Sun's "Project Peter" - a plan to migrate Oracle users to MySQL

Distributed earlier on Wikileaks, this is reportedly is an internal Sun document, discussing a strategy to migrate Oracle users to MySQL.

"Project Peter is an internal effort to assist Sun / MySQL customers in migrating from Oracle to MySQL by offering them a comprehensive solution that consists of Professional Services, Best Practices, and a set of approved third party migration tools and utilities that will enable them to move to MySQL in a way that is as easy as possible."

For more on this issue, you can see our letter to the European Commission on the Oracle acquisition of MySQ.

sun-project-peter.pdf597.54 KB


... I don't think, that this will work! There are too much differences between the two systems! But I will follow this! Greetz from Germany,
Thomas Sabo

What authority has "Project Peter"?

What evidence do you have that this is actually Sun's policy and strategy and not just a proposal from an individual? In large corporations, the normal way to communicate ideas is through presentations like this and the fact it exists proves nothing.

Robin Schumacher

Decide for yourself how significant Robin Schumacher is. When he wrote the Project Peter slides, he was Director Product Management at Sun/MySQL.

See also this June 13, 2006 web page: A Practical Guide to Migrating From Oracle to MySQL

In July 11, 2009, he wrote this blog entry.

Great opportunity for Oracle DBAs

I’m real excited about our upcoming seminars for Oracle DBAs who want to learn MySQL. Having used Oracle myself for many years, I know full well there are lots of cases where Oracle and MySQL are a great combination to have in a side-by-side manner. There are things you can do with Oracle that you can’t do with MySQL and (believe it or not…) there are things you can do with MySQL that you can’t do with Oracle. Plus we have lots of folks who offload Oracle application data to MySQL data marts/warehouses or other systems. This being the case, it’s not surprising that even the IOUG (International Oracle Users Group) admit that now 1/3 of Oracle shops use MySQL.

Here are a few more of his blog entries.

Or this blog he wrote, called "From Oracle to MySQL."

James Love, Director, KEI

So no actual prooof then

Seems he doesn't work at Sun any more though:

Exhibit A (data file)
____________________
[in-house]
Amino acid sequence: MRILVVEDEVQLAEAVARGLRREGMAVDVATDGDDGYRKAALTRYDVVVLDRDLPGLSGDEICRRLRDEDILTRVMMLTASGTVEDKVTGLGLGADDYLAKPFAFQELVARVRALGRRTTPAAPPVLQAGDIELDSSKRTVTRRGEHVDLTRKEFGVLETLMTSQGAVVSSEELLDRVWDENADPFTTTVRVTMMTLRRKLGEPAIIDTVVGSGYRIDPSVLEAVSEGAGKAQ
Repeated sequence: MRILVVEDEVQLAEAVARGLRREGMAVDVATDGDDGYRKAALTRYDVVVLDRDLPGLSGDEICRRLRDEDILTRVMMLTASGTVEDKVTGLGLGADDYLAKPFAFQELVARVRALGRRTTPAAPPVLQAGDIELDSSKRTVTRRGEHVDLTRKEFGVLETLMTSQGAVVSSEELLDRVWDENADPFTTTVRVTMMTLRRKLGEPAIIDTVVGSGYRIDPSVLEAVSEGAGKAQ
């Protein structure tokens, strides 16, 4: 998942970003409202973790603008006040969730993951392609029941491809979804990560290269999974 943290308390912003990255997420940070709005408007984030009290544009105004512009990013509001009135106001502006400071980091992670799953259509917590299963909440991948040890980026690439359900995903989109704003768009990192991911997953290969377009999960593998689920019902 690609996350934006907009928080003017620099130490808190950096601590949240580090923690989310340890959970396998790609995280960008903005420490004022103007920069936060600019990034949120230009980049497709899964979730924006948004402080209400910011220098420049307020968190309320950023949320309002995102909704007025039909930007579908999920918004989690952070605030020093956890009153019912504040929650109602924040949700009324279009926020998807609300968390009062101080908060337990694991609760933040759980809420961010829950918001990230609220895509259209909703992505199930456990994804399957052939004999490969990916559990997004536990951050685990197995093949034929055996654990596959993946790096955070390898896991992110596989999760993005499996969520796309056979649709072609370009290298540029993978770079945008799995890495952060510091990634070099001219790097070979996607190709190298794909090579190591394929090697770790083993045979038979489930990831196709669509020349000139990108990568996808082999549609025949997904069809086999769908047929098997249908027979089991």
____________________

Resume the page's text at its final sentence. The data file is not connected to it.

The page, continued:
And here he is listed as "Senior Manager:

Do you actually have any hard proof that this is Sun strategy? His is not a decision-maker grade at Sun and all you have is proof he had the idea, not that the people he worked for accepted it. If he was a VP or something I'd be more persuaded, but you don't seem to have anything concrete on which to base your complaint. Which, given it's serious consequences, doesn't seem very responsible of you.

No actual proof of what?

The memo certainly is consistent with other actions supported by senior management of Sun before the Merger. Sun was distributing a white paper about Oracle to MySQL migration on its web site, and providing seminars and distance education tools on how to migrate users, and sending the author around to talk about this. All of this is pretty normal for a firm that has a product or service (MySQL) they want people to use.

He was Sun's "Director of Product Management, MySQL," not an intern.

Once a company agrees to be acquired by Oracle, they may indeed change their public views on how much they want to migrate customers from Oracle to MySQL, given that this would cost Oracle a lot of money. What they were saying before the merger is not irrelevant just because they change their story now.

There is an abundance of evidence that Sun was actively trying to migrate Oracle users to MySQL. The memo is just one of several things out there, many of which are still on the Sun web site. You can argue about how successful this was. But there have been some notable defections from Oracle to MySQL, that's a fact. I think more important is where the new development for databases is taking place. Some surveys show MySQL with very large mind share for new projects, particularly in newer markets.

James Love, Director, KEI

It was one of the reasons for the Sun buyout of MySQL

Sun had definite goals for MySQL, and there were several internal company presentations from top people, including Jonathan Schwartz, on the strategy of targeting Oracle customers. The main thrust was always that MySQL AB never had the muscle to get into the Fortune 500 customers, while Sun could open the doors for MySQL sales into traditional Oracle customers.

Even before that, MySQL's key marketing tool was their TCO tool, and the strategy that the Platinum Unlimited license was set at the price of a Single CPU Oracle license. It was done on purpose, and was very effective. The TCO tool was pulled down when Oracle bought Sun, and was only reinstated once all references to Oracle pricing were removed.

An ex-MySQL-ex-Sun-ex-Oracle marketing team member.